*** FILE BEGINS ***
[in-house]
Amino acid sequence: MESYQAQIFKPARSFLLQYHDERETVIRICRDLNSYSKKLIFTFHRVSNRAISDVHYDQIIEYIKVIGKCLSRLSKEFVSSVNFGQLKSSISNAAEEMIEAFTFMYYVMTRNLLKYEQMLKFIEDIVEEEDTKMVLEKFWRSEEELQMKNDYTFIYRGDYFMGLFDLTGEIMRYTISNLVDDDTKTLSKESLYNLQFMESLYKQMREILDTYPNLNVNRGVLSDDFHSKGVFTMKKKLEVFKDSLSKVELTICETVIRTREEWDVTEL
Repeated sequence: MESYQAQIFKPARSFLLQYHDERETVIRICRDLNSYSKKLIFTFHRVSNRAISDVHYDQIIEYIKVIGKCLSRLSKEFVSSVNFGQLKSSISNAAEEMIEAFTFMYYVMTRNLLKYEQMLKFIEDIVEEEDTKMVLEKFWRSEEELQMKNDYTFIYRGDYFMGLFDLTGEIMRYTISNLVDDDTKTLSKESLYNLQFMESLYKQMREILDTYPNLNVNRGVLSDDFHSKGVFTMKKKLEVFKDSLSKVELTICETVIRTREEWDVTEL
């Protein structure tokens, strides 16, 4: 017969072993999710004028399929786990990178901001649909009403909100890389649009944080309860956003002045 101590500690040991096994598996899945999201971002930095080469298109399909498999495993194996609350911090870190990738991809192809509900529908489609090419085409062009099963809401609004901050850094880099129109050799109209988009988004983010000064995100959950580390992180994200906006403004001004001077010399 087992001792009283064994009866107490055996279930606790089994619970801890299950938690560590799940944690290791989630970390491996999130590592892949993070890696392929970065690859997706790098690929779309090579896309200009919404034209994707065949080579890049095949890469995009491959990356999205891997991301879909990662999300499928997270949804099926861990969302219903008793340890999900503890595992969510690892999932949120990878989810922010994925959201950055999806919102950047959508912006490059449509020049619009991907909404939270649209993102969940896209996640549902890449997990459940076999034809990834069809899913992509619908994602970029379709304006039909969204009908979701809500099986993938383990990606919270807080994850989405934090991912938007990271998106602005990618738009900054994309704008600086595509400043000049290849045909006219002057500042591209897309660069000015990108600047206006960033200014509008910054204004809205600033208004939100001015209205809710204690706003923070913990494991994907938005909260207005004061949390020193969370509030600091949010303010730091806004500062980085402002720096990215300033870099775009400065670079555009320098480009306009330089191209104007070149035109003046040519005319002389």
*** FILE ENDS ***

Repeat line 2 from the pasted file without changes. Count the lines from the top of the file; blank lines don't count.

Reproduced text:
Amino acid sequence: MESYQAQIFKPARSFLLQYHDERETVIRICRDLNSYSKKLIFTFHRVSNRAISDVHYDQIIEYIKVIGKCLSRLSKEFVSSVNFGQLKSSISNAAEEMIEAFTFMYYVMTRNLLKYEQMLKFIEDIVEEEDTKMVLEKFWRSEEELQMKNDYTFIYRGDYFMGLFDLTGEIMRYTISNLVDDDTKTLSKESLYNLQFMESLYKQMREILDTYPNLNVNRGVLSDDFHSKGVFTMKKKLEVFKDSLSKVELTICETVIRTREEWDVTEL